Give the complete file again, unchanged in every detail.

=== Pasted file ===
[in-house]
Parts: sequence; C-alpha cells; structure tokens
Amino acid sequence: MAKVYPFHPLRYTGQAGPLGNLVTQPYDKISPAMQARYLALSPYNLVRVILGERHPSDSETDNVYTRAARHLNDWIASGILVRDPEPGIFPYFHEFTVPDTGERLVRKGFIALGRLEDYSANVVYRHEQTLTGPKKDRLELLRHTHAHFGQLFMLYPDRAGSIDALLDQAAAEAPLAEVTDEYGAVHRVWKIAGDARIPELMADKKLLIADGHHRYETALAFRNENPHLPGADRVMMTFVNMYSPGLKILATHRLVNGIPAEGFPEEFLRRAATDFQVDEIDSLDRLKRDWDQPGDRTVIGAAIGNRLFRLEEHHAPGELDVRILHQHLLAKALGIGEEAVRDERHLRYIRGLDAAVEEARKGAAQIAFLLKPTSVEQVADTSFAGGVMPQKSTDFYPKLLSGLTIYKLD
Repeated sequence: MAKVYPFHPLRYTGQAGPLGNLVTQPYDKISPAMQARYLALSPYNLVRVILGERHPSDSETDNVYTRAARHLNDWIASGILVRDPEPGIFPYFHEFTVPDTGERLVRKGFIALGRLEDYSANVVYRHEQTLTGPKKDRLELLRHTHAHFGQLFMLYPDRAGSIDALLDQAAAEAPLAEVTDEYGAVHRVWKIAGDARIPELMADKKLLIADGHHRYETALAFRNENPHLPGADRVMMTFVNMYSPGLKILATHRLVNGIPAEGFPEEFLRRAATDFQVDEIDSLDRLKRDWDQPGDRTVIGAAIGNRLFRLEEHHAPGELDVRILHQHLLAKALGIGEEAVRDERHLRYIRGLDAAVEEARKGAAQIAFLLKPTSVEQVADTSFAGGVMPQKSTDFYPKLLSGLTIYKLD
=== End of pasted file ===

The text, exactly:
[in-house]
Parts: sequence; C-alpha cells; structure tokens
Amino acid sequence: MAKVYPFHPLRYTGQAGPLGNLVTQPYDKISPAMQARYLALSPYNLVRVILGERHPSDSETDNVYTRAARHLNDWIASGILVRDPEPGIFPYFHEFTVPDTGERLVRKGFIALGRLEDYSANVVYRHEQTLTGPKKDRLELLRHTHAHFGQLFMLYPDRAGSIDALLDQAAAEAPLAEVTDEYGAVHRVWKIAGDARIPELMADKKLLIADGHHRYETALAFRNENPHLPGADRVMMTFVNMYSPGLKILATHRLVNGIPAEGFPEEFLRRAATDFQVDEIDSLDRLKRDWDQPGDRTVIGAAIGNRLFRLEEHHAPGELDVRILHQHLLAKALGIGEEAVRDERHLRYIRGLDAAVEEARKGAAQIAFLLKPTSVEQVADTSFAGGVMPQKSTDFYPKLLSGLTIYKLD
Repeated sequence: MAKVYPFHPLRYTGQAGPLGNLVTQPYDKISPAMQARYLALSPYNLVRVILGERHPSDSETDNVYTRAARHLNDWIASGILVRDPEPGIFPYFHEFTVPDTGERLVRKGFIALGRLEDYSANVVYRHEQTLTGPKKDRLELLRHTHAHFGQLFMLYPDRAGSIDALLDQAAAEAPLAEVTDEYGAVHRVWKIAGDARIPELMADKKLLIADGHHRYETALAFRNENPHLPGADRVMMTFVNMYSPGLKILATHRLVNGIPAEGFPEEFLRRAATDFQVDEIDSLDRLKRDWDQPGDRTVIGAAIGNRLFRLEEHHAPGELDVRILHQHLLAKALGIGEEAVRDERHLRYIRGLDAAVEEARKGAAQIAFLLKPTSVEQVADTSFAGGVMPQKSTDFYPKLLSGLTIYKLD